The fabrication of superhydrophilic and superhydrophobic aluminum alloys was achieved by pyrophosphoric acid anodizing and SAM (self-assembled monolayer) modification. The anodizing of three kinds of aluminum alloys, including 3004, 1N30, and 8021, in a concentrated pyrophosphoric acid solution resulted in the formation of numerous anodic alumina nanofibers. In addition, insoluble intermetallic compounds contained in the alloy matrix were exposed to the surface with increasing anodizing time, and nanofiber-tangled intermetallic particles also formed on the surface during anodizing. These anodized aluminum alloys exhibited a superhydrophilic behavior measuring less than 4° in the contact angle, and this superhydrophilicity was maintained via the long-term anodizing process. The nanofiber-covered aluminum alloys were immersed in fluorinated phosphonic acid SAM/ethanol solutions, thereby modifying SAMs on the anodic alumina nanofibers. The contact angle of the SAM-modified aluminum alloys increased with the immersion time and temperature of the SAM solution, and the surface was drastically shifted to superhydrophobicity, measuring more than 150°, from superhydrophilicity. However, exceeding 10 min in the anodizing process caused the contact angle to decrease and the gradual disappearance of hydrophobicity due to the formation of many hydrophilic intermetallic particles on the surface. The short-term pyrophosphoric acid anodizing and subsequent SAM modification are useful for the formation of various superhydrophilic and superhydrophobic aluminum alloys.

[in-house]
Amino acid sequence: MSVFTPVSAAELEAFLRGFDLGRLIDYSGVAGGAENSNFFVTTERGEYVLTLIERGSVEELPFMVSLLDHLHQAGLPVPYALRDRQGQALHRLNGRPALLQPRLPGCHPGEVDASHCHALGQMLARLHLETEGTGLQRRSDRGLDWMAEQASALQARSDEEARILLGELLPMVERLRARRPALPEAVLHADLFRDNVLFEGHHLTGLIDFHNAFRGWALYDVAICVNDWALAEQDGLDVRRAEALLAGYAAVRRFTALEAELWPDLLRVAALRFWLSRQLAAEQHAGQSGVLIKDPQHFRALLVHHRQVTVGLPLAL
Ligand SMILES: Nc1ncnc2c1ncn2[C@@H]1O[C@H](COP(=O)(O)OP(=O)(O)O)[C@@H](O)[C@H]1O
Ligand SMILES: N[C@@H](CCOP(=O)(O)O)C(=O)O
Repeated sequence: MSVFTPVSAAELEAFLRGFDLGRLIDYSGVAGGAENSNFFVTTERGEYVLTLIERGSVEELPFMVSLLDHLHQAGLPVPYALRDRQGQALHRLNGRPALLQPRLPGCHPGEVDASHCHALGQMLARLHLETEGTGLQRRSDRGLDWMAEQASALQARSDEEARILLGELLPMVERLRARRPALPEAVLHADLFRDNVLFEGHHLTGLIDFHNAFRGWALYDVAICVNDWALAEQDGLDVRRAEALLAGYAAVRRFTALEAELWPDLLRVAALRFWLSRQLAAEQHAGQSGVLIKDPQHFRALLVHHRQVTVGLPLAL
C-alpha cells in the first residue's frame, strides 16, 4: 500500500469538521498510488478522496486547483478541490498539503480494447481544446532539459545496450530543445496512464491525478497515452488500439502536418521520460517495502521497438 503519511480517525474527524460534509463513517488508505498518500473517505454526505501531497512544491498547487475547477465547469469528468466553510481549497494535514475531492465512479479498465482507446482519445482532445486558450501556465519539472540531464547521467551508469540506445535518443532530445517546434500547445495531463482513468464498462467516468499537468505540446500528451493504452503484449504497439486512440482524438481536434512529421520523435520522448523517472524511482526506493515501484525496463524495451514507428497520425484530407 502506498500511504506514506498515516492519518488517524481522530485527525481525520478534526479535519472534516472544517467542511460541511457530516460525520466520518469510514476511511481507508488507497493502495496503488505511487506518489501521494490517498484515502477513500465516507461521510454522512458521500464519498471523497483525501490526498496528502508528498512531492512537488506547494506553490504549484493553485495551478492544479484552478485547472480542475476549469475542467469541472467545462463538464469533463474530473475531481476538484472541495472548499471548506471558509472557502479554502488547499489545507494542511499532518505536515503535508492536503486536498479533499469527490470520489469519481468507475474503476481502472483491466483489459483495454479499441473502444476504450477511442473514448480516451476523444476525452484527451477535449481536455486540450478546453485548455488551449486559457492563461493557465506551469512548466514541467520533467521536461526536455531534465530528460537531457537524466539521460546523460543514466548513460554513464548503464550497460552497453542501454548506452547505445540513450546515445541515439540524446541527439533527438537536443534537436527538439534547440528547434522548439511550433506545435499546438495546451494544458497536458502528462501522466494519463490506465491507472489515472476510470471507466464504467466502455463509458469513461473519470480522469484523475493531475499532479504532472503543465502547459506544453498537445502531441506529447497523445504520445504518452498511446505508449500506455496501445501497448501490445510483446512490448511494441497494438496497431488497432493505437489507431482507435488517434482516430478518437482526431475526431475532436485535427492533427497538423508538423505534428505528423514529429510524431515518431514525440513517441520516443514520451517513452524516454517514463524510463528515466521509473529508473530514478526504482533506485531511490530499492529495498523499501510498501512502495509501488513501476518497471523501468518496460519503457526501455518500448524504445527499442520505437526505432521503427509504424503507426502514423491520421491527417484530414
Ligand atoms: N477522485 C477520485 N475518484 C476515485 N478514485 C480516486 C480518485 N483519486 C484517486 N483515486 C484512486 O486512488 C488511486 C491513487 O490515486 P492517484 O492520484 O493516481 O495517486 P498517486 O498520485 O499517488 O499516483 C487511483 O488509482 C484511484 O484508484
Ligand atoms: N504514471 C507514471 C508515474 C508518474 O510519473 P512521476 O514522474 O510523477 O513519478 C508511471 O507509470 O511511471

- Aluminum alloys
- Anodic alumina nanofibers